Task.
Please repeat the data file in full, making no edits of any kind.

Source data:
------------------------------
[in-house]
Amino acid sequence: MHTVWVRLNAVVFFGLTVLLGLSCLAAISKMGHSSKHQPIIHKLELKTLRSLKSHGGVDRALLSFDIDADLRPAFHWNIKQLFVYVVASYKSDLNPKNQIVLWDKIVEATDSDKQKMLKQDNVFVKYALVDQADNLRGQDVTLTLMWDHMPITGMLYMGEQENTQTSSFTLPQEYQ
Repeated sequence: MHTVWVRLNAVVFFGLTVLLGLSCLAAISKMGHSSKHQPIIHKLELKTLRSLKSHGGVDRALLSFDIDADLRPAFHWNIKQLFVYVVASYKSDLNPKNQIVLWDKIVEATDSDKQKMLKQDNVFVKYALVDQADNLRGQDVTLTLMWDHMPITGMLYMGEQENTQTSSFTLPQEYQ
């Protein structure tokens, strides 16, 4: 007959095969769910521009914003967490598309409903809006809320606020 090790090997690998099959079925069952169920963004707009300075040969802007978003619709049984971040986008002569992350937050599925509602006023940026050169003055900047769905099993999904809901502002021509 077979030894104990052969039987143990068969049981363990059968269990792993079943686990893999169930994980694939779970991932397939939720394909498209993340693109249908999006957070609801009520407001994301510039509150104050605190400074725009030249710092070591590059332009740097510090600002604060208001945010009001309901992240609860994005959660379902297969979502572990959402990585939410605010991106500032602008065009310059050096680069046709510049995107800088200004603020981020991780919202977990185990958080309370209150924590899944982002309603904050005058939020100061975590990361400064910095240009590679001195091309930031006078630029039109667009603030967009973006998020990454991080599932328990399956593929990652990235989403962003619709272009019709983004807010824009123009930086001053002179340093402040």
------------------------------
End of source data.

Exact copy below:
[in-house]
Amino acid sequence: MHTVWVRLNAVVFFGLTVLLGLSCLAAISKMGHSSKHQPIIHKLELKTLRSLKSHGGVDRALLSFDIDADLRPAFHWNIKQLFVYVVASYKSDLNPKNQIVLWDKIVEATDSDKQKMLKQDNVFVKYALVDQADNLRGQDVTLTLMWDHMPITGMLYMGEQENTQTSSFTLPQEYQ
Repeated sequence: MHTVWVRLNAVVFFGLTVLLGLSCLAAISKMGHSSKHQPIIHKLELKTLRSLKSHGGVDRALLSFDIDADLRPAFHWNIKQLFVYVVASYKSDLNPKNQIVLWDKIVEATDSDKQKMLKQDNVFVKYALVDQADNLRGQDVTLTLMWDHMPITGMLYMGEQENTQTSSFTLPQEYQ
């Protein structure tokens, strides 16, 4: 007959095969769910521009914003967490598309409903809006809320606020 090790090997690998099959079925069952169920963004707009300075040969802007978003619709049984971040986008002569992350937050599925509602006023940026050169003055900047769905099993999904809901502002021509 077979030894104990052969039987143990068969049981363990059968269990792993079943686990893999169930994980694939779970991932397939939720394909498209993340693109249908999006957070609801009520407001994301510039509150104050605190400074725009030249710092070591590059332009740097510090600002604060208001945010009001309901992240609860994005959660379902297969979502572990959402990585939410605010991106500032602008065009310059050096680069046709510049995107800088200004603020981020991780919202977990185990958080309370209150924590899944982002309603904050005058939020100061975590990361400064910095240009590679001195091309930031006078630029039109667009603030967009973006998020990454991080599932328990399956593929990652990235989403962003619709272009019709983004807010824009123009930086001053002179340093402040």